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Energy bill veto possible

June 16, 2006|by TAMELA BAKER

ANNAPOLIS

Just when a new plan to provide rate relief for electric customers seemed like a done deal, it might not be so done after all.

Gov. Robert Ehrlich announced Thursday that he plans to conduct a hearing sometime next week before deciding whether to veto a bill passed overwhelmingly Wednesday night by both houses of the General Assembly.

Aimed primarily at Baltimore Gas & Electric, the bill includes a provision for Allegheny Energy and other power suppliers that gives them options for avoiding the 72 percent rate hike BGE customers were facing when regulatory price caps come off July 1.

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But only one local legislator voted for the measure. The other Washington County lawmakers had problems with the bill.

"Obviously, the majority of the delegation voted against the bill," said Del. Christopher B. Shank, R-Washington. Most objected to provisions that charge customers for offsetting the full increase for 11 months without giving them the option to opt out. "It's like buying groceries with your credit card and the state forcing you to pay interest for 10 years," Shank said.

The bill also calls for firing the current appointees to the Public Service Commission, appointed by the governor, and then reconstituting the PSC with input from the president of the Senate and the speaker of the House, which Shank called a "blatant power grab" by the General Assembly.

But Del. John P. Donoghue, D-Washington, said he believed the bill contained viable options for Allegheny Energy, and he voted for it.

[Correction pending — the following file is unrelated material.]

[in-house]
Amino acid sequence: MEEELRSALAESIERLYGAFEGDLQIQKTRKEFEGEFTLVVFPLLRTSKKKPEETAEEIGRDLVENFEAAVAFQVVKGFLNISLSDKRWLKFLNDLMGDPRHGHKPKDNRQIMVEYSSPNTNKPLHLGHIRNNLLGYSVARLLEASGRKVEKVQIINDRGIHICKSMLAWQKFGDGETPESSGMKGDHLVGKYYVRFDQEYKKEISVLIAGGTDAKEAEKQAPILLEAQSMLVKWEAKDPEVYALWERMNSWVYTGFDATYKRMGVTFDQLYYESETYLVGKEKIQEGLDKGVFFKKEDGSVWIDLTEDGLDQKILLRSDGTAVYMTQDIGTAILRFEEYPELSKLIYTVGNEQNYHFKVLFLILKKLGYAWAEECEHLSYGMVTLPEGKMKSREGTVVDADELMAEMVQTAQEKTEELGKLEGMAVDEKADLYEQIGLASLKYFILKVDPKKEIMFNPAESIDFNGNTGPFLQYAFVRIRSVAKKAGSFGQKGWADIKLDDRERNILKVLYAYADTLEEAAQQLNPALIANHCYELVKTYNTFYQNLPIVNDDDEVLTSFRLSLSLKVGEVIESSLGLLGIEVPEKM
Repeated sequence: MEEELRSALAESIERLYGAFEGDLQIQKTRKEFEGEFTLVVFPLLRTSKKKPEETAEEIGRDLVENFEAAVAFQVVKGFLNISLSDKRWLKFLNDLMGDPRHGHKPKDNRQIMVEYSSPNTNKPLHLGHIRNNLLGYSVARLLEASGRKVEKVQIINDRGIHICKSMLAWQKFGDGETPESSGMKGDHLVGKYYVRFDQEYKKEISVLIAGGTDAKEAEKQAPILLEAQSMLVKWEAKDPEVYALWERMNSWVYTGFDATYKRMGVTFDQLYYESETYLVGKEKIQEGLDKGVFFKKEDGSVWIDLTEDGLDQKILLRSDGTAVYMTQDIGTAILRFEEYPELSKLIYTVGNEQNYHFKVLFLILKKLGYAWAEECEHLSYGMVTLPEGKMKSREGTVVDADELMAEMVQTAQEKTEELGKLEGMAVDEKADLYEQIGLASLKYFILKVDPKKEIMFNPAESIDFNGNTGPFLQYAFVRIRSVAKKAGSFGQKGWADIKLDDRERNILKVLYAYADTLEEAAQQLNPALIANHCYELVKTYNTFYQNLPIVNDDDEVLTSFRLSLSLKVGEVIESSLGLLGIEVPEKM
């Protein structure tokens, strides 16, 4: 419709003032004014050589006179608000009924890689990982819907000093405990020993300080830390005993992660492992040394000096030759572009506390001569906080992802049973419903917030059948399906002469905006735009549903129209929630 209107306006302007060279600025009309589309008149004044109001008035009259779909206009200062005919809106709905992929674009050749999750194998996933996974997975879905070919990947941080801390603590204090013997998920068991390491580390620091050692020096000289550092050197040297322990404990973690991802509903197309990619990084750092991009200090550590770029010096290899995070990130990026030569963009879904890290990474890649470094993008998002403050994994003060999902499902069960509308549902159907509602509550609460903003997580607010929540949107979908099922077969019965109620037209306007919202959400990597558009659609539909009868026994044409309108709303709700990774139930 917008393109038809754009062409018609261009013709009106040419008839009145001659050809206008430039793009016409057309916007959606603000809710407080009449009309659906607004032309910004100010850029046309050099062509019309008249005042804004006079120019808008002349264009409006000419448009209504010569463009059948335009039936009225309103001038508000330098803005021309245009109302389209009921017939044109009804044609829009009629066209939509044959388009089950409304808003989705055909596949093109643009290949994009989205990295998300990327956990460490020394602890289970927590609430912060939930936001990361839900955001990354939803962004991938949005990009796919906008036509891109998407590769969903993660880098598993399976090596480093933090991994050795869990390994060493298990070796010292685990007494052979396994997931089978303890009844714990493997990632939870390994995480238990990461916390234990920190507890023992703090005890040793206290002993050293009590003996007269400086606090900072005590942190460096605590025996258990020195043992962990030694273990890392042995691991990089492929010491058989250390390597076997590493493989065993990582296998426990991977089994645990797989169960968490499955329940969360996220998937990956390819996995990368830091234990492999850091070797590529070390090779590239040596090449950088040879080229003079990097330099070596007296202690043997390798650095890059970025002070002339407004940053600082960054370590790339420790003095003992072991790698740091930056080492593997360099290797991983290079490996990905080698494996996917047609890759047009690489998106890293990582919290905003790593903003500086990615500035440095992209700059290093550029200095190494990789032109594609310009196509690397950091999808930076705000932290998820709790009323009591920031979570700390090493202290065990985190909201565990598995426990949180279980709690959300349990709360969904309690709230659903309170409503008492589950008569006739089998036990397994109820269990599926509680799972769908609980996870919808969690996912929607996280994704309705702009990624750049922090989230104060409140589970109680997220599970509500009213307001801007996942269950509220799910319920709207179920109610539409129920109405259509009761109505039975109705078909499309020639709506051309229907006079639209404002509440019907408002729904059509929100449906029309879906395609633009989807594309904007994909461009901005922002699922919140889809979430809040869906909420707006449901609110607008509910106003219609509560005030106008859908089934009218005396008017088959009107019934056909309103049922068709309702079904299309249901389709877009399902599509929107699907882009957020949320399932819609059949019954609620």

"We came down here for a reason, and that was to fix a problem," Donoghue said. He said that he believes the bill will provide "a healthy cleansing of the PSC." He charged that the current appointees to the commission had "fired all the professional staff" who knew the industry.

Most local legislators believed a bill that passed the House during the regular session in April was a better deal. But that bill died in the Senate.

Del. LeRoy E. Myers, R-Washington/Allegany, said the bill passed during Wednesday's special session "was haphazardly thrown together." He voted against it, he said, because he questioned the legality of collecting the monthly fees for deferring the full rate increase, and because he didn't want to vote for a bill that would "fire these people (on the PSC) for something they're not responsible for."

"I struggled with this one," added Del. Richard B. Weldon, R-Washington/Frederick, "recognizing that whatever framework we passed would be a road map for Allegheny Power." Weldon said he also believed the bill considered in April was a better bill. "This was a product of lower quality than we produced on April 10," he said.

Sen. Alex X. Mooney, R-Washington/Frederick, said he favored another option that "doesn't blow up the PSC." He also objected to the fact that consumers couldn't opt out of the deferral plan, and offered an amendment to the bill that would have let them. His amendment failed.

Sen. Donald F. Munson, R-Washington, said it just cost too much.

"I looked at the numbers," he said, "and it looks like the plan cost more money" than the earlier option.

If Ehrlich opts to veto the bill, General Assembly members likely will be called back to Annapolis for a vote on whether to override the veto.

"My gut tells me he'll veto the bill," Weldon said.




How they voted



Sen. John J. Hafer, R-Washington/Allegany/Garrett: No

Sen. Donald F. Munson, R-Washington: No

Sen. Alex X. Mooney, R-Washington/Frederick: No

Del. LeRoy E. Myers, R-Washington/Allegany: No

Del. John P. Donoghue, D-Washington: Yes

Del. Robert A. McKee, R-Washington: No

Del. Christopher B. Shank, R-Washington: No

Del. Richard B. Weldon, R-Washington/Frederick: No

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